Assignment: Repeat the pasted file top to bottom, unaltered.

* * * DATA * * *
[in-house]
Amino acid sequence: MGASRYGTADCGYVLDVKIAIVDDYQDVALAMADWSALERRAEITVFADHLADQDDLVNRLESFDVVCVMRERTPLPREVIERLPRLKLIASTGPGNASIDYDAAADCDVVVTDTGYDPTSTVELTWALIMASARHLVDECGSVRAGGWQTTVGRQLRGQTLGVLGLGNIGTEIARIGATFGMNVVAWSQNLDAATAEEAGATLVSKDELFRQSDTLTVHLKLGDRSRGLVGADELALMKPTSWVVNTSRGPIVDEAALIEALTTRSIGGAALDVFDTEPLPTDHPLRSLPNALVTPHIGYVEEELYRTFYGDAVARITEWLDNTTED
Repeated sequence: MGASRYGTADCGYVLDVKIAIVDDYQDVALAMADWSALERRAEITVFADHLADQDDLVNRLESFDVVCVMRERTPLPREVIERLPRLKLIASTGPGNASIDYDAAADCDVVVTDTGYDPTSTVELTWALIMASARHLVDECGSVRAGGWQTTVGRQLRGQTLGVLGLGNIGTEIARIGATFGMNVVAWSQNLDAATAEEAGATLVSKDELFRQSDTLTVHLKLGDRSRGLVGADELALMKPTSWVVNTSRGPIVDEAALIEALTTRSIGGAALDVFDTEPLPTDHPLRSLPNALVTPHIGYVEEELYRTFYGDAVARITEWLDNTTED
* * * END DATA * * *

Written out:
[in-house]
Amino acid sequence: MGASRYGTADCGYVLDVKIAIVDDYQDVALAMADWSALERRAEITVFADHLADQDDLVNRLESFDVVCVMRERTPLPREVIERLPRLKLIASTGPGNASIDYDAAADCDVVVTDTGYDPTSTVELTWALIMASARHLVDECGSVRAGGWQTTVGRQLRGQTLGVLGLGNIGTEIARIGATFGMNVVAWSQNLDAATAEEAGATLVSKDELFRQSDTLTVHLKLGDRSRGLVGADELALMKPTSWVVNTSRGPIVDEAALIEALTTRSIGGAALDVFDTEPLPTDHPLRSLPNALVTPHIGYVEEELYRTFYGDAVARITEWLDNTTED
Repeated sequence: MGASRYGTADCGYVLDVKIAIVDDYQDVALAMADWSALERRAEITVFADHLADQDDLVNRLESFDVVCVMRERTPLPREVIERLPRLKLIASTGPGNASIDYDAAADCDVVVTDTGYDPTSTVELTWALIMASARHLVDECGSVRAGGWQTTVGRQLRGQTLGVLGLGNIGTEIARIGATFGMNVVAWSQNLDAATAEEAGATLVSKDELFRQSDTLTVHLKLGDRSRGLVGADELALMKPTSWVVNTSRGPIVDEAALIEALTTRSIGGAALDVFDTEPLPTDHPLRSLPNALVTPHIGYVEEELYRTFYGDAVARITEWLDNTTED